Thanks

  20. Excellent tarticle ! Thank You Very Much 1
    Avoid more laundry by building (none available at local shops, here) a SCREEN.CLOSET. By hanging clothes already worn {on a hanger] in a closet with window.screen on 2-4 sides, with a translucent, corrugated .[slanted so rain will run.of side or back] top. ((Bottom–your discretion.)) AIR passes through & ozone & sunlight go a LOOOOOONG WAY toward sanitizing and freshening even sweaty, sequin-y belly-dance costumes, [[Or, so I’m told.]] May freshen & prolong time between launderings for “town-clothes”.
    *************************************************************************************HAPPY HOLIDAYS !

  21. I was thinking of my Great Grandmother reading your post! She was born July 6, 1896. I had many visits with her and I have her tea cups. 🙂 when she turned 100, her towns newspaper interviewed her and one thing they asked was what she thought was the best invention she has seen in her lifetime. She said #1 was a laundry dryer, and #2 the clothes washer.
    Last year our washing machine broke down. It was gone 2 weeks. Our laundry room had a utility sink which worked great for the antique wringer I got from a neighbor. I found that I could open the rollers manually to avoid the buttons and snaps on jeans. I would love to do more handwash but drying, well, I need to see how to line dry in Wisconsin winters.
    We had 8 children, only 1 is still home but we are now raising 2 little nieces, one still in diapers, which I use cloth. I found that it was easier to assign certain laundry to certain days. I did that when we had many kids still home. While the oldest was, say 13, the youngest was 1. Everyone had an assigned laundry day, typically 2 people’s laundry per day, then Friday was towels and bedding.
    We all have assigned towels. Everyone has 2 bath towels, 2 washcloths, and 1 hand towel for bathroom that everyone uses, but a different persons towel each week. Towels are washed once a week, but I knew exactly how many are washed each week.
    Kitchen linens can all be washed after evening dishes in the wash/rinse water, just adding extra soap, hen hang dry over night.
    Thanks for sharing your life with us!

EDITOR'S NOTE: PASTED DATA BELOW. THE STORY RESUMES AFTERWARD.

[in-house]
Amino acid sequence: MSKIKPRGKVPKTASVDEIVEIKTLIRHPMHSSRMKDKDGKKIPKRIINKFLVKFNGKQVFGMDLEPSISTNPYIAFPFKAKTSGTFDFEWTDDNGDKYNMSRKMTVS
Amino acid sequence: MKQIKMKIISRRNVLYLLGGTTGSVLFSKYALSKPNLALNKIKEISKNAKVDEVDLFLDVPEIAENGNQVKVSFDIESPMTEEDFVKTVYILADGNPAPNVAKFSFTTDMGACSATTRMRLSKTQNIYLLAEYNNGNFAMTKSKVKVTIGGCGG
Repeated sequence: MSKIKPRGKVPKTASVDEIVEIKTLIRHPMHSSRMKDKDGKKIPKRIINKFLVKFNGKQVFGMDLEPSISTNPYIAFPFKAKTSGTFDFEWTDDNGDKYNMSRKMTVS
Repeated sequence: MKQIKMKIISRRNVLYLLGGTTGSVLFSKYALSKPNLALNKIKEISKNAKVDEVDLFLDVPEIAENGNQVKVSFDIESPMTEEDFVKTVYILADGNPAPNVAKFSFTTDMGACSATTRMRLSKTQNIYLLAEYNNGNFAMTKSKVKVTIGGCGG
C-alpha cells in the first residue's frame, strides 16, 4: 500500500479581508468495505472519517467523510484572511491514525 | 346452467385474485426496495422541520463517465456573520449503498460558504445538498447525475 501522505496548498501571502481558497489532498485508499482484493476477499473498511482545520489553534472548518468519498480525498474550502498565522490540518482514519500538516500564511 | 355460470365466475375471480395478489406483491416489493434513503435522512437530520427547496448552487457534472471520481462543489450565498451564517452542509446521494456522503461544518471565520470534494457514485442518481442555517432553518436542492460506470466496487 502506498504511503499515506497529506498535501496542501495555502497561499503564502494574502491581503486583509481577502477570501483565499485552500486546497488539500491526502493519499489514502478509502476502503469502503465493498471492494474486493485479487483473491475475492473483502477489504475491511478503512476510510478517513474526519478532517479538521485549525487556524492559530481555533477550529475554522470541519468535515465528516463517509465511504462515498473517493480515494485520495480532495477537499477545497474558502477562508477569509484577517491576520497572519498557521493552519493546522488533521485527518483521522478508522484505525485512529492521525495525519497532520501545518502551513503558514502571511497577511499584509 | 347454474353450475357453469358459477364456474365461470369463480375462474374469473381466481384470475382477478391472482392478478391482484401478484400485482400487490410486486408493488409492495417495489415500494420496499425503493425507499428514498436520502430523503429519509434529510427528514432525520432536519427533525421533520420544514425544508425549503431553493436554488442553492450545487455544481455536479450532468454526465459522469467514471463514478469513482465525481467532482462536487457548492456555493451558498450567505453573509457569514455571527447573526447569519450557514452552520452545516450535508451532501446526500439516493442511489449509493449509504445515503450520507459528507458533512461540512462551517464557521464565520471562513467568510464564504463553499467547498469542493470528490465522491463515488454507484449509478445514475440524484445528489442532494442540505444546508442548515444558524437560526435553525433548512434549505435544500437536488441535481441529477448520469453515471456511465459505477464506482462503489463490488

Shalom

  22. I think everything said made a lot of sense.
    But, what about this? suppose you were to create
    a awesome title? I ain’t saying your content is
    not good., but suppose you added something that makes people want more?
    I mean Laundry Day: 18 of my Best Tips for Washing Clothes by Hand
    – An American Homestead – Living Off Grid in the Ozark Mountains is kinda vanilla.
    You might look at Yahoo’s front page and watch how they
    create article titles to get viewers interested.
    You might add a video or a related pic or two to grab readers excited
    about everything’ve got to say. In my opinion,
    it could make your posts a little bit more interesting.

  23. Help. I think I’m missing something. Currently I use the washer to wash and spin my clothes. I hang things to dry either on the line in the warmer months, or on a rack by the woodstove during the cold months. How do I get the wrinkles out?? You don’t mention ironing anywhere, so that isn’t it. My tshirts, pants and cotton long sleeve shirts always look like they’ve been rolled up in a ball in the drawer when I pull out clean neatly folded clothes. Love all your helpful info!

  24. Living in China now and certain things we wash by hand here because these little washing machines don’t do so great. Lol the first thing i learned is wear the same clothes everyday, like you i may clean pants once or teice a week unless it is summer. I miss a washer,but since my wife is from China she always looked at me crazy when i talked about missing the dryer most.

    Keep up the good work.